London - Thu Oct 20 10:38:00 CEST 2016
After eight years into the global financial crisis, the international banking system is better capitalized, less leveraged and more resilient. The outlook for financial stability has improved, although as the IMF recently argued in its Global Financial Stability Report, “financial institutions in advanced economies face a number of cyclical and structural challenges and need to adapt to low growth and low interest rates, as well as to an evolving market and regulatory environment.”
The resilience of the banking system has benefited from reforms agreed in recent years both at the international and European level. The revision of the Basel regulatory framework has significantly increased the shock-absorbing capacity of financial institutions, raising quantity and quality of capital and introducing sounder rules for risk management. The introduction of the new framework is nearing completion, with the planned phasing in of the TLAC, the NSFR and the leverage ratio, as well as the refinements being developed by the Basel Committee. With respect to the latter, let me emphasize that the approach of supervisors can be broadly shared, provided that it is in line with the G20 indication of avoiding significant increases in capital requirements.
In my view, once these regulatory changes are completed, a period of regulatory stability will be necessary in order for policymakers and regulators to assess the effects of new regulations on credit extension and financial stability. In fact, the FSB has already started such exercise, which of course yielded only preliminary results and will have to be developed further as the regulatory environment stabilizes. Discussions about further reforms or refinements can be fruitful, but we should not rush into new regulatory straitjackets until we have a better understanding of how banking systems, the global economy and markets are adapting to Basel III and, in Europe, to the ‘single rulebook’ (CRR, CRD IV and BRRD).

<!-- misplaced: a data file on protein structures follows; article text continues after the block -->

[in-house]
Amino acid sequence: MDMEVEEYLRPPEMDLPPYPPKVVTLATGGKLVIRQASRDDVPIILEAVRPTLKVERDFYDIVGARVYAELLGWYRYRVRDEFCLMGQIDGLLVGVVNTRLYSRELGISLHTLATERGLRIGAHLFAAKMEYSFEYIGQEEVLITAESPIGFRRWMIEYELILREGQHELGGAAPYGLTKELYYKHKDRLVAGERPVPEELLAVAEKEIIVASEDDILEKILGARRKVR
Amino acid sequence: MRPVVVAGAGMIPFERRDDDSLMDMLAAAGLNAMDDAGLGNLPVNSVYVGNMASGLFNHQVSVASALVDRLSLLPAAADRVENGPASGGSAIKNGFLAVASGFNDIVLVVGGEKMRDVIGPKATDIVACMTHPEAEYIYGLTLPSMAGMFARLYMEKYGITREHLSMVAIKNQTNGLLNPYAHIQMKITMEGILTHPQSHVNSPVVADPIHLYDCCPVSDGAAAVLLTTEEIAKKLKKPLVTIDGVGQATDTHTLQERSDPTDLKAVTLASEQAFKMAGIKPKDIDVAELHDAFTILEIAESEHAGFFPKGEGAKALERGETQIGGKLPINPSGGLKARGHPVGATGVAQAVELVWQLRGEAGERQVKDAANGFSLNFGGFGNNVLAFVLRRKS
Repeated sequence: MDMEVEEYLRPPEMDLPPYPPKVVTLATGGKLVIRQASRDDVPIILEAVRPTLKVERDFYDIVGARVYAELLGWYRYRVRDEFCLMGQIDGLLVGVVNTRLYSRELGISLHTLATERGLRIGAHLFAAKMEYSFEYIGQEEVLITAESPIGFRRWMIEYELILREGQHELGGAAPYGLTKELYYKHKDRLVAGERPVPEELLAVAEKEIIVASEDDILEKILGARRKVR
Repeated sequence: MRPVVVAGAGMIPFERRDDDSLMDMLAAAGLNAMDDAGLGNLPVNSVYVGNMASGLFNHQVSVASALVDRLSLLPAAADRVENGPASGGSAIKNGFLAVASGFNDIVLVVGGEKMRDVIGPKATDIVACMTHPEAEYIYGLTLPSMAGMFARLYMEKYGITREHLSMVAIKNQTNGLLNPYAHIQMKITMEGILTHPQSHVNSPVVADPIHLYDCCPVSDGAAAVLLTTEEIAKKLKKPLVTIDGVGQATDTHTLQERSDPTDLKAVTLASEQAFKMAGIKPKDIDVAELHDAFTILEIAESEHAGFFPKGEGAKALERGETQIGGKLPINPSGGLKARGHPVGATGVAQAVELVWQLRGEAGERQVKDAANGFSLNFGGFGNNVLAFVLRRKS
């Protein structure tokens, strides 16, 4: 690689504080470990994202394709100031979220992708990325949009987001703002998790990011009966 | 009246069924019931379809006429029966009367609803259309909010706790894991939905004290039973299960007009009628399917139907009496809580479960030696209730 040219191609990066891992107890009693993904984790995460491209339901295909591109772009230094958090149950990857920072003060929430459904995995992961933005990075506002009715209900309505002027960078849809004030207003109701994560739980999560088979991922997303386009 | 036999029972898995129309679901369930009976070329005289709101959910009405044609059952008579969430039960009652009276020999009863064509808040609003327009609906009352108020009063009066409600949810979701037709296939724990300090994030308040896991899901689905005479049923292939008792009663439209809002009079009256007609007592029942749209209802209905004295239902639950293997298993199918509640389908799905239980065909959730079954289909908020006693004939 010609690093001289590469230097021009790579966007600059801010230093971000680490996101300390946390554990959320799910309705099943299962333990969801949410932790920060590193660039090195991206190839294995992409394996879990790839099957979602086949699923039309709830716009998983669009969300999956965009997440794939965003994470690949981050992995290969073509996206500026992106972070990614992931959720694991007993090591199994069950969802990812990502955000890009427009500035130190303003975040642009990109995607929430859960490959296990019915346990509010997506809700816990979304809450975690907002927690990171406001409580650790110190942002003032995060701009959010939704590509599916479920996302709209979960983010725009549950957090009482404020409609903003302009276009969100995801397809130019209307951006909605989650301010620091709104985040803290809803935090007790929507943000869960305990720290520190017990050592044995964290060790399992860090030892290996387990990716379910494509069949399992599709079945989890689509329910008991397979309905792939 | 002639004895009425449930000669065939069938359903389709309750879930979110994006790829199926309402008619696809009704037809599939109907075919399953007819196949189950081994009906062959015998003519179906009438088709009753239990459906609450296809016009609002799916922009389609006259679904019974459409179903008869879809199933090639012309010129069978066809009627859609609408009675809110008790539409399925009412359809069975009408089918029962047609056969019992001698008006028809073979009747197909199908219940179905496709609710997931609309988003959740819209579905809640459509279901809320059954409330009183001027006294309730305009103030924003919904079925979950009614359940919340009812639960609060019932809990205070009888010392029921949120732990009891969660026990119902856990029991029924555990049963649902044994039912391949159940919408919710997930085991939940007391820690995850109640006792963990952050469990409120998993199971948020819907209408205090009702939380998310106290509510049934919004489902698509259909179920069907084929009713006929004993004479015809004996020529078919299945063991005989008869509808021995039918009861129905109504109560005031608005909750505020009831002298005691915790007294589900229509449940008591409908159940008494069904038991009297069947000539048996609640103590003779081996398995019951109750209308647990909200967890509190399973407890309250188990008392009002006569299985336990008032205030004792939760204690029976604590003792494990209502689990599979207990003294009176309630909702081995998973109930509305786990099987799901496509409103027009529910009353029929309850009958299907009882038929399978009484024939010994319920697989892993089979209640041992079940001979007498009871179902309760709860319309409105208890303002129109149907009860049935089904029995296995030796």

At the European level, the Banking Union has further strengthened and harmonized the European banking system through the establishment of the Single Supervisory Mechanism and the Single Resolution Mechanism. However, in order to reap the benefits of the Banking Union we must complete this important project, which means putting in place a common backstop and a European deposit insurance scheme. Only with a complete Banking Union will European financial stability genuinely improve.
Regulatory stability at international level and completion of Europe’s Banking Union are crucial if the global banking system is to support the economic recovery – especially in Europe, where – despite the progress being pursued and made with the Capital Markets Union – credit extension depends in large measure on banks. Credit institutions need a stable framework to respond to the structural issues recently highlighted by ECB President Mario Draghi, namely poor asset quality, shrinking margins, overcapacity and technological innovation. Let me also stress that these challenges can be thoroughly addressed only if we succeed in enhancing global and EU economic recovery in a sustainable way.
In the remainder of my speech, leaving aside technological innovation, I would like to illustrate how these issues have been tackled in Italy in the last two years, a period characterized by an unprecedented reform effort aimed at making the banking system more efficient and resilient.
Unlike most other Euro area countries, in the past eight years the Italian banking system has weathered a sovereign crisis as well as a long and severe recession without significant government aid. Systemically-relevant financial institutions, now supervised by the ECB, recently showed their resilience vis-à-vis the adverse scenario of the EBA stress test. Monte dei Paschi di Siena is the only exception, even if I would emphasize that this Bank is still under a restructuring plan (linked to the State aid received in 2012 and completely reimbursed in 2015), which imposes stringent constraints on the management. A market-based recapitalization plan for MPS is in the making and will be implemented in the coming months.
Despite the progress made, the Italian system is still characterized by fragmentation, high operating costs and an oversized branch network. The share of NPLs is among the highest in Europe. This is thoroughly understandable considering the prolonged weakness of the Italian economy, which has picked up pace only in the recent period.
Against this background, the government has implemented a series of reforms and promoted market solutions to recapitalize the weaker banks and help them offload NPLs. We feel this will put the system on a much safer course and provide the necessary support to the economic recovery.